Wednesday, 19 November 2014

The travelling translator reporting from... the Galapagos Islands!

This is yet another exciting post from Martina Russo, an English, German and Spanish into Italian freelance translator who enjoys travelling and making the most of her professional independence.  In the past, she reported from SE Asia and now she is once again at the other side of the world. Here's her latest story:

"Exactly 1 year ago, I was typing all the way from South East Asia. Today, after more or less 1,5 years of full time freelancing, things are going smooth and I'm enjoying a very happy lifestyle, living in South America. Right now, I'm typing from the Galapagos Islands!

That's right. I am – literally – living on an earthly heaven, where incredibly colourful creatures walk, fly and swim all around me 24/7. There's no break from beauty.

The pros and the cons of South America
Peru and Ecuador – and I guess the same could be said about the whole of South America – have brought along their challenges.

The biggest one: time difference. South America is between -5 and -7 hours behind (compared to Europe). My clients are mainly European. This means that when I wake up at 7 am, it's already 2 pm in Switzerland; 10 am for me, 5 pm in Europe.

-        The problem: my main fear was that I would lose a great amount of work from some clients because of the time difference. I would wake up very nervous every morning and instantly check my email in-box, sometimes finding messages that had been sent hours back and occasionally tasks that had been cancelled because I wasn't available at the time.

-        The solution: I told my clients where I was located. They were all OK with it --actually, some of them were even excited about it. At first, I tried to work according to the EU time zone, but eventually it wasn't worth it so my clients happily adjusted their schedule according to mine and we successfully found a meeting point. Of course, I will go the extra mile to meet a deadline, so I still make exceptions when needed.

I got a local SIM card and made sure that 3G was always on so as to receive email notifications promptly. This way, I can always reply within minutes; maximum within one hour. I communicated my local telephone number in case of emergencies and have been planning on opening a Google Voice number (or similar) so that I can keep the same number, no matter where I am.

Being so many hours behind can be quite stressful at first, but then you adjust to the rhythm. I can accept jobs early in the morning and I need to be constantly available until around midday, but after that I can take a few hours off and enjoy the day or any activity, because in Europe everybody's dining and sleeping at that time. In the afternoon/evening there is more time to get work done.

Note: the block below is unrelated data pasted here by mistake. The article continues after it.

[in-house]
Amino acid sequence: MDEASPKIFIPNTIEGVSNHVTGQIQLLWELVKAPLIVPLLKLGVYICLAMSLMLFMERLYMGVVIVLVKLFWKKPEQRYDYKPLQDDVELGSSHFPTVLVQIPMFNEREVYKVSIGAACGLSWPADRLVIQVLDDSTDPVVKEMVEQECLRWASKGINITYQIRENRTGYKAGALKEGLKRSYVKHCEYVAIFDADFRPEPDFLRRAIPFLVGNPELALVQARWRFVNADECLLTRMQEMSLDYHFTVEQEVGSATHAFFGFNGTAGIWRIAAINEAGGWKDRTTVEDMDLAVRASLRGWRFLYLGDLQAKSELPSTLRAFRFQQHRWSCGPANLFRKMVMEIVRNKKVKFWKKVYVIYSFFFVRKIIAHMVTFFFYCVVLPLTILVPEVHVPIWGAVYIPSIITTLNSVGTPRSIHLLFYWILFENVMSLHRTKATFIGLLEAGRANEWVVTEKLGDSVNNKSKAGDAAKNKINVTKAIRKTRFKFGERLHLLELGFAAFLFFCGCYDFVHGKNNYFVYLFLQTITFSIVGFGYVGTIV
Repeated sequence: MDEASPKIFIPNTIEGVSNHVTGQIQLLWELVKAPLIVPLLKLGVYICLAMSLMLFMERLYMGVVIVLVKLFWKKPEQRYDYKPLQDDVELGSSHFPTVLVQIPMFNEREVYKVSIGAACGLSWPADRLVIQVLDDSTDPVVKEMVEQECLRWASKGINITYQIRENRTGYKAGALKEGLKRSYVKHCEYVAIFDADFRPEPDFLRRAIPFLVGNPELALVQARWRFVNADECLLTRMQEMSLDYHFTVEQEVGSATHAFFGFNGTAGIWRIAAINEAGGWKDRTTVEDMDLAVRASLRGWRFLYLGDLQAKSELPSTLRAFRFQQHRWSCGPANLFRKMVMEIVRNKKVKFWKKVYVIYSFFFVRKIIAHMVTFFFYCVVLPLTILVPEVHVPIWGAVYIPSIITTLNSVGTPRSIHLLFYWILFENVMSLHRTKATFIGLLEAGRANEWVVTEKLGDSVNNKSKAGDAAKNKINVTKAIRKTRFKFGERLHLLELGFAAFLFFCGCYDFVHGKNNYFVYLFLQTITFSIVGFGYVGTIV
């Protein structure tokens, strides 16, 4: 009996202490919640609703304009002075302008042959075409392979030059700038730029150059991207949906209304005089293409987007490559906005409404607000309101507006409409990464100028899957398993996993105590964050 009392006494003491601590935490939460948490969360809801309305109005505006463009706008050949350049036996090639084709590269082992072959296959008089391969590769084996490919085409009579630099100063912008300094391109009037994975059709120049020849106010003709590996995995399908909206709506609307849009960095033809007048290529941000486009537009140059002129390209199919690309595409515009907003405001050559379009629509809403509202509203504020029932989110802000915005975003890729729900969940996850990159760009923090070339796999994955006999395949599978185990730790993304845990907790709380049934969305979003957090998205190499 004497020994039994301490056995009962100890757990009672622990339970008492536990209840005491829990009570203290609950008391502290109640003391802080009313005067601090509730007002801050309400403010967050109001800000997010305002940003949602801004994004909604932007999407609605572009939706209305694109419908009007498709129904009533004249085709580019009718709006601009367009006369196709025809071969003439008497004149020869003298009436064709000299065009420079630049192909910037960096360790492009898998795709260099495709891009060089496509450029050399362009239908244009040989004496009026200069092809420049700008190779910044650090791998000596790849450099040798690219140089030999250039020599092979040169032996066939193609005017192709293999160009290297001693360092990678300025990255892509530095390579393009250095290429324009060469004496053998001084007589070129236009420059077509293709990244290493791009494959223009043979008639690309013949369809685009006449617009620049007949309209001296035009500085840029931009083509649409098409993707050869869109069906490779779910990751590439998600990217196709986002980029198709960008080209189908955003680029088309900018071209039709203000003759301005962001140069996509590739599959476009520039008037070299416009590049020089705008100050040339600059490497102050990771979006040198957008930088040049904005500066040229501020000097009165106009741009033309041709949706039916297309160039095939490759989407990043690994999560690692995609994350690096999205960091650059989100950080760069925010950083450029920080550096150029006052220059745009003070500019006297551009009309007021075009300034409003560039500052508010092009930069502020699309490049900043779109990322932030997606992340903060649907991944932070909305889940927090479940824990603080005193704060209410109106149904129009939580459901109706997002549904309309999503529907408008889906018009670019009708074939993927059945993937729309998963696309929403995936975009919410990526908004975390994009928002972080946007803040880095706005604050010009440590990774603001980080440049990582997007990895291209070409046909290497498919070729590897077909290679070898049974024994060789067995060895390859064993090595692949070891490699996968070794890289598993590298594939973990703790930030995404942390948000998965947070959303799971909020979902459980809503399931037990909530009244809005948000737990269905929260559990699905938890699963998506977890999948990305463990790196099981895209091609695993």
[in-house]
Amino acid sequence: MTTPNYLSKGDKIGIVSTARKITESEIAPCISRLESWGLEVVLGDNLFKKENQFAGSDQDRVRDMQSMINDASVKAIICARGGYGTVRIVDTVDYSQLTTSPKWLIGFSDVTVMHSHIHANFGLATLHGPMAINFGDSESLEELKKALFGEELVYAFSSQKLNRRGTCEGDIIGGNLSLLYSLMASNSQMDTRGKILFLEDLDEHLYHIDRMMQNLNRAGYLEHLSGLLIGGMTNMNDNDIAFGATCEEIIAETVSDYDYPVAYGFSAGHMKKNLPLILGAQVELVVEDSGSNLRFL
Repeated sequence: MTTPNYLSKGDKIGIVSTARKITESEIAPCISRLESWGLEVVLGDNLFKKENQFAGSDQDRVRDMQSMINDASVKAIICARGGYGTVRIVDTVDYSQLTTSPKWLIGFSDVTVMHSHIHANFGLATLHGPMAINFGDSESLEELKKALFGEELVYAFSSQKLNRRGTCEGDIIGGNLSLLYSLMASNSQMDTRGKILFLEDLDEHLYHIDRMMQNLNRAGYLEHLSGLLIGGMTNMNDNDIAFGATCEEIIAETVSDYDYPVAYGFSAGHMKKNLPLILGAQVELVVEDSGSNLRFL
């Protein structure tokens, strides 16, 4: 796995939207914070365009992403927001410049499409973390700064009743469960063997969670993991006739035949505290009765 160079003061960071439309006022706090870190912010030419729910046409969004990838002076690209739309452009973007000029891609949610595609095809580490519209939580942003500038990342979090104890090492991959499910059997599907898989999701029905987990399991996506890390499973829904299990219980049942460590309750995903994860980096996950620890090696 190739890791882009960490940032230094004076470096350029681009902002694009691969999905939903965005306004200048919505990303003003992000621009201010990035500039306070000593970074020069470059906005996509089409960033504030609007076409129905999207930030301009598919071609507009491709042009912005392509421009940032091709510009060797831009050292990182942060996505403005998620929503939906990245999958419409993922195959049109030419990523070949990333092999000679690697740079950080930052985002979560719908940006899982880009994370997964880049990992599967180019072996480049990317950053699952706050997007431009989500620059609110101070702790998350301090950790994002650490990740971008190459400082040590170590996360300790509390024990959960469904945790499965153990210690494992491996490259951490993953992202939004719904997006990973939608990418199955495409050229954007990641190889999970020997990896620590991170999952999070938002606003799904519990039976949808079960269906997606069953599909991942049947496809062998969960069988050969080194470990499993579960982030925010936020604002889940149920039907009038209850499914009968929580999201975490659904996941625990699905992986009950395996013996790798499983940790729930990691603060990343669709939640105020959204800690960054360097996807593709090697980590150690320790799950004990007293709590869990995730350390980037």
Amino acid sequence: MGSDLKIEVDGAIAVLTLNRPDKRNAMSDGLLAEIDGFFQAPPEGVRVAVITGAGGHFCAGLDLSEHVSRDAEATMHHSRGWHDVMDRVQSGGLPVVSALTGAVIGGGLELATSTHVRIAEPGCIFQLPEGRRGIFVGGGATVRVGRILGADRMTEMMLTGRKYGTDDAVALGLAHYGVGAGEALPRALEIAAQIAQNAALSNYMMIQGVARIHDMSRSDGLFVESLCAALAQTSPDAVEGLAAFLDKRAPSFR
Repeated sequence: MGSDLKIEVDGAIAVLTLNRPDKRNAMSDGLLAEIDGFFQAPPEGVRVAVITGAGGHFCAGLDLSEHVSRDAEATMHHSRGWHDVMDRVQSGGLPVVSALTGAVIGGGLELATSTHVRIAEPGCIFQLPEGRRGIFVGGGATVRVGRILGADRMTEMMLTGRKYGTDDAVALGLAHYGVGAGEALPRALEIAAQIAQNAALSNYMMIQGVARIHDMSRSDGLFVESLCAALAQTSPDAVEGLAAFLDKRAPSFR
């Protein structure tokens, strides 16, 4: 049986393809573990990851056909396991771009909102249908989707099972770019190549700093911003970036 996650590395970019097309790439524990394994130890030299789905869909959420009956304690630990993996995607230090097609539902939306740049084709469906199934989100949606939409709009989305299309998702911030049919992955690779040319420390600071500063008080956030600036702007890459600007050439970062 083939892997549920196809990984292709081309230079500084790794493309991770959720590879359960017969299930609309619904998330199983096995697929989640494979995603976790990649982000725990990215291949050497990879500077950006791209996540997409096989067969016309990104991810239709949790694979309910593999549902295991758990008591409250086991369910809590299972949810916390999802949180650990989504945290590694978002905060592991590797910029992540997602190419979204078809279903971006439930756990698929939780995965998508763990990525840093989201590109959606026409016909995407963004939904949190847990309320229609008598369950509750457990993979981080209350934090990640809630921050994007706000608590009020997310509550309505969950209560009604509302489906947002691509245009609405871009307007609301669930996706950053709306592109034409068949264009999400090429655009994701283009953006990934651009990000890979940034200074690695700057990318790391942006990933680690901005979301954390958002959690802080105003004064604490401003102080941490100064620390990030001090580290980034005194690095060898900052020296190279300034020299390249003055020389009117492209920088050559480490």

My typical day here usually unfolds like this:

I wake up between 6-7 am, instantly check emails from my phone and reply to urgent jobs. I do some stretching exercises and eat breakfast. I then start working and stay in the zone until around 12-1 pm. I have lunch and get some more work done, and around 2 pm I get my snorkelling or surfing equipment ready and off to the beach I go! A couple of hours later I'm back and, after a shower and some reading, I get back to work until dinner time.

Some of the highlights of this trip (and there are still many more to come!):
-        swimming and snorkelling with sea lions and giant sea turtles
-        learning how to surf and (working on) getting over my terror for the sea
-        travelling across the Amazon rain forest and the Andes, experiencing breathtaking landscapes, remote cultures and languages and local wild animals

Constantly pushing over my limits and boundaries allows me to grow on so many levels, and it keeps me ever more motivated to do my job. Not only do I love languages, cultures and translation –this flexibility is one great perk of freelancing that I would not give up for all the money in the world."

Martina in a nutshell:

Martina Russo is an English, Spanish & German into Italian freelance translator with 4 years of experience and a BA in translation studies. She also offers proofreading, subtitling, transcribing and (light) post-editing services in Italian. Her main domains are Tourism & Hospitality, Marketing & Communication and audiovisual translation.

Martina enjoys the advantages of working from home by taking her home to different countries. She likes experiencing new cultures and learning new languages – her dream is to become a polyglot. She is currently writing an essay about memorisation strategies applied to language learning and specialising in SEO and localisation.

Would like to get in touch with her? Have a look at her CV, browse her website or send her an email.

Photos: Martina Russo, 


  1. Wow, I just discovered your blog and read ALL of your posts about travelling translators. They're great. I was going to suggest that you ask them about visa/working permit requirements and this kind of things, but I realized that some of them already talk about that in older posts. It makes me angry when some freelance tranlsators (or other professionals) just say: "Well, I can go and live in a cheaper country." Well, it's not that easy. Even poor countries have laws about immigration. I'm currently relocating to the US (of course I already knew how difficult it was to move there beforehand) and it's such a pain as a freelancer.

    1. Hello Irene. Thank you for liking my blog. I have heard it is quite tricky to move to the US as a freelancer, as you would need to be sponsored by someone to do so (hence be an employee, rather than a freelancer). Some people I know were considering applying for the O-1 visa but I don't think it would apply in our case. Good luck!